Buff out ugly scratches in your shiny stainless steel appliances, using fine sandpaper and rubbing compound.
By the DIY experts of The Family Handyman Magazine
You might also like: TBD
How to Remove Deep Scratches in Stainless Steel
Stainless steel is a great look until you scratch it. Then it looks awful. But you can “sand” out the scratches with sandpaper (400 to 600 grit) and a sanding block, an abrasive pad, or with a rubbing compound. Or buy a stainless steel repair kit and get everything you need.
The sanding technique only works on plain (uncoated) stainless steel panels. Never try to get scratches out on simulated stainless steel or stainless panels with a fingerprint-resistant clear coat. Hint: If your appliance fingerprints easily, chances are it’s plain stainless steel.
Required Tools and Materials
Have the necessary tools and materials for this DIY project lined up before you start—you’ll save time and frustration.
Sandpaper (400- to 600-grit)
Image Credits:Family Handyman
Sand the scratch off
The key on how to remove scratches from stainless steel is to start with the finest grit paper or pad and zigzag a stream of sanding fluid on it. Then sand the scratched area (photo). If the scratch won’t come out after sanding for a few minutes, move up to the next coarsest grit. When the scratch disappears, sand the rest of the panel until it blends in. You’ll have to develop a feel for the technique, so start on an inconspicuous area of the appliance panel.
There are a few compounds and cleaners that can be used to fill and smooth very light and minor scratches on the surface of stainless steel. Products that work include Bar Keeper’s Friend, Perfect-It Rubbing Compound and whitening toothpaste. If you decide to use a powdered compound, mix the a tablespoon of product with a few drops of water. It should be the consistency of toothpaste.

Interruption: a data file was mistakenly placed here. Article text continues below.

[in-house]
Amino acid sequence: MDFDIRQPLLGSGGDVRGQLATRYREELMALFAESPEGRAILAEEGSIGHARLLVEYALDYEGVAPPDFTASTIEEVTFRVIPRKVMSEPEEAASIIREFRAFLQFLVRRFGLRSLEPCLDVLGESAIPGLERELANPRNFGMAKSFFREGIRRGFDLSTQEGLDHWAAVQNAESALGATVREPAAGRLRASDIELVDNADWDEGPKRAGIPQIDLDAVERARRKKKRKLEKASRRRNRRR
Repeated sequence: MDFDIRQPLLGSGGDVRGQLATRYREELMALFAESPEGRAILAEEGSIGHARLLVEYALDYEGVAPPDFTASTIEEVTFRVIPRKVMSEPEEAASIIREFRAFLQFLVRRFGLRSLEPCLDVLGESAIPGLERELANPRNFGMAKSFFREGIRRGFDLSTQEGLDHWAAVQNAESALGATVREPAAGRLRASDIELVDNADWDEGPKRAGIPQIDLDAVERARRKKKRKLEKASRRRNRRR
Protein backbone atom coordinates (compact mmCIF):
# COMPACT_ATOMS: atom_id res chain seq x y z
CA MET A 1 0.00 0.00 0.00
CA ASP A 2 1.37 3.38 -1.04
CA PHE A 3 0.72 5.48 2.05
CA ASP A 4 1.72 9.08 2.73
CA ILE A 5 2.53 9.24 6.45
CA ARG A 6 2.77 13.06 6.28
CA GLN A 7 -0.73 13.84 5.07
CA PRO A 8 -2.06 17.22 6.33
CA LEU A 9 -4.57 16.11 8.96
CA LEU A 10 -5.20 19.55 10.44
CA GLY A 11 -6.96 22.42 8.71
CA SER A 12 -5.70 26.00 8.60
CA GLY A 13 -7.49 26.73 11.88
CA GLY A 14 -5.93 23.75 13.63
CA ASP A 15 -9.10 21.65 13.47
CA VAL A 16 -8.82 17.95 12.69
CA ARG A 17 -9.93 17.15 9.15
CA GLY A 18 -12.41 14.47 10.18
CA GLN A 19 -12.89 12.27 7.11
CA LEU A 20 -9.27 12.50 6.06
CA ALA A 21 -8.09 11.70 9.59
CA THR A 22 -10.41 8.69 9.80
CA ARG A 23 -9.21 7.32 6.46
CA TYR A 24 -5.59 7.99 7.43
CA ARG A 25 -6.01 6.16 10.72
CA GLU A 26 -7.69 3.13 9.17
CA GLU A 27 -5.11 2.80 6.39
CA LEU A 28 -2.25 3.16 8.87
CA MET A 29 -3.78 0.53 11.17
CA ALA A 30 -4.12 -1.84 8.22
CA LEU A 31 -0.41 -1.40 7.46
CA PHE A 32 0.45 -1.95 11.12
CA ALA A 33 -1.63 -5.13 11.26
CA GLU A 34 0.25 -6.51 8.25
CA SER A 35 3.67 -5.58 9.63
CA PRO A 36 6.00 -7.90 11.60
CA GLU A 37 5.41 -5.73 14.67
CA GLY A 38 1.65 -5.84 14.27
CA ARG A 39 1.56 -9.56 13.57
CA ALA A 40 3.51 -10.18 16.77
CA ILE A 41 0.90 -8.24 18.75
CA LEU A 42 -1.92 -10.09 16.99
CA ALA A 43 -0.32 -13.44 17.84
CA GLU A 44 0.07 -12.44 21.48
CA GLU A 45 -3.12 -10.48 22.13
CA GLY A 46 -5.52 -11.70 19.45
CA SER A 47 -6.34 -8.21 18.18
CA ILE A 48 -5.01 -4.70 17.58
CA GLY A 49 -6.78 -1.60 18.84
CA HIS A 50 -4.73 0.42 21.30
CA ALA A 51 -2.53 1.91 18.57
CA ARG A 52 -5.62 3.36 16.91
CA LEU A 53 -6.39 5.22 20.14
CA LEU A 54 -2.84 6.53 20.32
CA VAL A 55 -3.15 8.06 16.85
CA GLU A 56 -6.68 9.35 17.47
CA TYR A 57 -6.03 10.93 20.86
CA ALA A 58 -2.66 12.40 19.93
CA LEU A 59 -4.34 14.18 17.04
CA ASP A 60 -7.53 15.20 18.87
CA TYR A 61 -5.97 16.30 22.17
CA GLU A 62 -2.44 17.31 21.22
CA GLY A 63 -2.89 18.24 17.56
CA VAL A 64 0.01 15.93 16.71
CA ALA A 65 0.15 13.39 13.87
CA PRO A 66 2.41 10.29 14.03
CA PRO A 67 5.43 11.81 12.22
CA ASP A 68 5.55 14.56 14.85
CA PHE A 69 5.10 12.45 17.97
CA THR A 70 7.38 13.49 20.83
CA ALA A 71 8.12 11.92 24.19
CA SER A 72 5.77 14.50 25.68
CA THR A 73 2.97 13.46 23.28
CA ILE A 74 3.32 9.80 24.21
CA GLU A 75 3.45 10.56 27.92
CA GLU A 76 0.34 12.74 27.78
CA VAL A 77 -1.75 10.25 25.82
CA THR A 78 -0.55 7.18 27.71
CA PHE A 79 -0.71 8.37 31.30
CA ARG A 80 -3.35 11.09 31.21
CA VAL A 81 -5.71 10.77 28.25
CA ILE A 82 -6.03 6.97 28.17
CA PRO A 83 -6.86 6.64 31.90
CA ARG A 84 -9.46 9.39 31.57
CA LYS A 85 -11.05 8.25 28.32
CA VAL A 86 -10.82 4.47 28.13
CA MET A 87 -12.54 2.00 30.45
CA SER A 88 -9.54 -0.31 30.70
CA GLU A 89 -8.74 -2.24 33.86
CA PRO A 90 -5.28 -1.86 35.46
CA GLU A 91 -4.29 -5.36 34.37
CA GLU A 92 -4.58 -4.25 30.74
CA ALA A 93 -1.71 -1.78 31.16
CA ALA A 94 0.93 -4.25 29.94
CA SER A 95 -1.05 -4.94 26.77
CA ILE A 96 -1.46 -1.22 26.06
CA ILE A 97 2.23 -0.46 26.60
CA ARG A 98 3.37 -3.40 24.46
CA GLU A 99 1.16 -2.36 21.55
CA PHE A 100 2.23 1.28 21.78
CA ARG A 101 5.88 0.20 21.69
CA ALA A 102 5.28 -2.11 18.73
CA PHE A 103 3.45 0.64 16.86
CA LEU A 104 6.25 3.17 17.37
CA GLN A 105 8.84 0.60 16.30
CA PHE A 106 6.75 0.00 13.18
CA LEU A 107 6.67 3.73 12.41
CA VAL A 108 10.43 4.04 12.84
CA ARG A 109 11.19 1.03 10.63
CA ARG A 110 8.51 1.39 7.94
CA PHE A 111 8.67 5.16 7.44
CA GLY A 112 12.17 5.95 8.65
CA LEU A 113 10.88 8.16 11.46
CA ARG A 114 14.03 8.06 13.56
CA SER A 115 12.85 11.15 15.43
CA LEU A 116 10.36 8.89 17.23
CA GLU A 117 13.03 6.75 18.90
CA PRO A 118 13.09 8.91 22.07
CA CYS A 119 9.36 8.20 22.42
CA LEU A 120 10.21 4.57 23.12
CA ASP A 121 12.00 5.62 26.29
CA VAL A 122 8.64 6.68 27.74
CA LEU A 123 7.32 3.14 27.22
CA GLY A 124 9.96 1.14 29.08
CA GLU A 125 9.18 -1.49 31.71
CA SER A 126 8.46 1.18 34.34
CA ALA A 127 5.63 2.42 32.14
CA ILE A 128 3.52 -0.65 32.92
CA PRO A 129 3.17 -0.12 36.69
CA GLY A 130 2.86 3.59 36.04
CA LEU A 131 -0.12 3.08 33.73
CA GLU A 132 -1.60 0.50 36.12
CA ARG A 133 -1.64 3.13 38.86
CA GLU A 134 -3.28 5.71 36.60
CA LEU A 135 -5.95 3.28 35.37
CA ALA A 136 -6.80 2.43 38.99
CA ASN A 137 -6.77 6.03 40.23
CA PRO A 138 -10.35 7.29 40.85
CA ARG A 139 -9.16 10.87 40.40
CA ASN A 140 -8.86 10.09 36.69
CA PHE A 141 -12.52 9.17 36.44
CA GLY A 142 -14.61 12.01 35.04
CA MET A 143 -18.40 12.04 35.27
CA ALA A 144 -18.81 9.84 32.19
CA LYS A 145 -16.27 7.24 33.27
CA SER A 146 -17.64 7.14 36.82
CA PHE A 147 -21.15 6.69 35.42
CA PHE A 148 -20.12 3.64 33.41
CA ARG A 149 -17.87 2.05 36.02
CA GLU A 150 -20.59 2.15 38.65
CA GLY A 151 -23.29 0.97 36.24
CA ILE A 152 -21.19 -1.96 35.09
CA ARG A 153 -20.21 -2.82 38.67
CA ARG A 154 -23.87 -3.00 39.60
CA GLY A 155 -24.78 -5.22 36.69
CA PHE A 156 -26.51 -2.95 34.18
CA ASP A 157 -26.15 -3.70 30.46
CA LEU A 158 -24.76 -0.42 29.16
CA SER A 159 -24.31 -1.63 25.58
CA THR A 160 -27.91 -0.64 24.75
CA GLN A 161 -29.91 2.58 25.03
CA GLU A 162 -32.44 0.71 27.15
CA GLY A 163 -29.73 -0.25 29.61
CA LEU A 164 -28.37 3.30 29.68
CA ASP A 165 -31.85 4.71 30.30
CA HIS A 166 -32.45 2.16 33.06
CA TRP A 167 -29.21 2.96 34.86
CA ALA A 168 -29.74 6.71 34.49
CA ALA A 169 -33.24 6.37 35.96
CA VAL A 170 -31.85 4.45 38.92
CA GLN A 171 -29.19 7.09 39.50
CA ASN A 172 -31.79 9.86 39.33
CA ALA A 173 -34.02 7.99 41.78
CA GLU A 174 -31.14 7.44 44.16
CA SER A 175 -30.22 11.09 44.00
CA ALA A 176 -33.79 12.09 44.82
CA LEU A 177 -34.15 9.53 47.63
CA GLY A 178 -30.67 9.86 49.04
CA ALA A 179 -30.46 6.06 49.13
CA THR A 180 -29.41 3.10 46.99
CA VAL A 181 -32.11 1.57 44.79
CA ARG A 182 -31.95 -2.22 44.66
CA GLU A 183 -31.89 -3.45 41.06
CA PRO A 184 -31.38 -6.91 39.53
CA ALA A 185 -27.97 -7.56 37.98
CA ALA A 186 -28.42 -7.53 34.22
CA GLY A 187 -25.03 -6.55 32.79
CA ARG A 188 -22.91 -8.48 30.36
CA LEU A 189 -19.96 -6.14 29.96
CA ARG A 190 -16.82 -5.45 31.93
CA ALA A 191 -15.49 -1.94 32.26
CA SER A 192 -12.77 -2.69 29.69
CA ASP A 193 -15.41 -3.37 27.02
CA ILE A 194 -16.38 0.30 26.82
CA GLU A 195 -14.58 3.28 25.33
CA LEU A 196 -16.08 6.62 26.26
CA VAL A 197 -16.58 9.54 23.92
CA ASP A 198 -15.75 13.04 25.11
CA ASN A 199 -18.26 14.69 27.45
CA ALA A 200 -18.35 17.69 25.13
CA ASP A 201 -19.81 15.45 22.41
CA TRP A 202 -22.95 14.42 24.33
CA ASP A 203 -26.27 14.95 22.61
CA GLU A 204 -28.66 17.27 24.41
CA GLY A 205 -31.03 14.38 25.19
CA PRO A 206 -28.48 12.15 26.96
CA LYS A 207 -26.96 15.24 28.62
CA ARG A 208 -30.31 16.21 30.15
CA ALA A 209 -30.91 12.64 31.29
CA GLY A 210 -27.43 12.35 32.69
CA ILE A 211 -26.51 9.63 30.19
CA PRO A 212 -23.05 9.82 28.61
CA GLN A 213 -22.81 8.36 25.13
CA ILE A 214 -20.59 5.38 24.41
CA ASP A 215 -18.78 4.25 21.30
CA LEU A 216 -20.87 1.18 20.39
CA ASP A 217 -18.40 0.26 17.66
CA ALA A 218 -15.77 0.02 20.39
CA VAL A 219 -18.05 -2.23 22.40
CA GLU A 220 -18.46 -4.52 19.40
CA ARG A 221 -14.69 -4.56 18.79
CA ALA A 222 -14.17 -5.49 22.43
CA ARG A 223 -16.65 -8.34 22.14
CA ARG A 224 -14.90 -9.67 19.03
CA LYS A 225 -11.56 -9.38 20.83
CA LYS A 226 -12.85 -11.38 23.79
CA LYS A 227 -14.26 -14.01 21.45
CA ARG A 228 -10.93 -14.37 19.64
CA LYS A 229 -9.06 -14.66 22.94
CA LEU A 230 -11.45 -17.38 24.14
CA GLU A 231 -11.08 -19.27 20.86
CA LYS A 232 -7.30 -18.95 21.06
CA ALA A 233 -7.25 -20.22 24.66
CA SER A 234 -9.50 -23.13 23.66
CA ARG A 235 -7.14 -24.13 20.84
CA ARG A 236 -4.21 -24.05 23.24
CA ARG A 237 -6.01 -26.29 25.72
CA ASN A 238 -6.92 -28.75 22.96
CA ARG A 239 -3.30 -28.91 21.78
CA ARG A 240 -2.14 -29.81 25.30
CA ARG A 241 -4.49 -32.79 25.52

Rub the cleaner into the scratch
Pour the cleaner onto a clean microfiber cloth. For the paste, spoon about a quarter of the paste onto a cloth. Working in the same direction as the metal’s grain, rub the compound gently into the scratch. Because the compound isn’t abrasive, you can rub back and forth over the scratch. Continue rubbing, adding more compound as needed, until the scratch has been buffed away.
Wipe off excess compound
Soak a clean microfiber cloth with water. Wring out all the excess so the cloth is barely damp. Wipe the surface of the steel with the cloth to remove excess compound and shine the surface.